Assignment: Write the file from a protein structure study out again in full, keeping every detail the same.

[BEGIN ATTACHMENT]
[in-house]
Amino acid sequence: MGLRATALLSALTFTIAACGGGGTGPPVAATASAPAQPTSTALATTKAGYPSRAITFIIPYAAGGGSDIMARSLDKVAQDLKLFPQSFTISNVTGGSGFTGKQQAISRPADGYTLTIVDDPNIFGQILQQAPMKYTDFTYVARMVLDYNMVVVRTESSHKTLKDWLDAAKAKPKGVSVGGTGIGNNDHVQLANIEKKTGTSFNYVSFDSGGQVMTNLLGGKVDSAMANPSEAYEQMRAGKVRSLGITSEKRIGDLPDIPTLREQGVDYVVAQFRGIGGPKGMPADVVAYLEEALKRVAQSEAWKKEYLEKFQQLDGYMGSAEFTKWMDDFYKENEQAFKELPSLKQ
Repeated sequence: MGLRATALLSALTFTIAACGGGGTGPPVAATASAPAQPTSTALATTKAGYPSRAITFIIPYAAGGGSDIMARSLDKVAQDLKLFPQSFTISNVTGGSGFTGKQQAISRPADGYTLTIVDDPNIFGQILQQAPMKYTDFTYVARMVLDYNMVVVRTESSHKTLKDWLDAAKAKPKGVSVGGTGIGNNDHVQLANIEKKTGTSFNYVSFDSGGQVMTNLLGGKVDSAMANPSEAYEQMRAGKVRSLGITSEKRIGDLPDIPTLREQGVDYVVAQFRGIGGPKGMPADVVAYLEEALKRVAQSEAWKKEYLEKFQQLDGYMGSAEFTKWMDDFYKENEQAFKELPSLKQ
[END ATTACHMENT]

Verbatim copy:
[in-house]
Amino acid sequence: MGLRATALLSALTFTIAACGGGGTGPPVAATASAPAQPTSTALATTKAGYPSRAITFIIPYAAGGGSDIMARSLDKVAQDLKLFPQSFTISNVTGGSGFTGKQQAISRPADGYTLTIVDDPNIFGQILQQAPMKYTDFTYVARMVLDYNMVVVRTESSHKTLKDWLDAAKAKPKGVSVGGTGIGNNDHVQLANIEKKTGTSFNYVSFDSGGQVMTNLLGGKVDSAMANPSEAYEQMRAGKVRSLGITSEKRIGDLPDIPTLREQGVDYVVAQFRGIGGPKGMPADVVAYLEEALKRVAQSEAWKKEYLEKFQQLDGYMGSAEFTKWMDDFYKENEQAFKELPSLKQ
Repeated sequence: MGLRATALLSALTFTIAACGGGGTGPPVAATASAPAQPTSTALATTKAGYPSRAITFIIPYAAGGGSDIMARSLDKVAQDLKLFPQSFTISNVTGGSGFTGKQQAISRPADGYTLTIVDDPNIFGQILQQAPMKYTDFTYVARMVLDYNMVVVRTESSHKTLKDWLDAAKAKPKGVSVGGTGIGNNDHVQLANIEKKTGTSFNYVSFDSGGQVMTNLLGGKVDSAMANPSEAYEQMRAGKVRSLGITSEKRIGDLPDIPTLREQGVDYVVAQFRGIGGPKGMPADVVAYLEEALKRVAQSEAWKKEYLEKFQQLDGYMGSAEFTKWMDDFYKENEQAFKELPSLKQ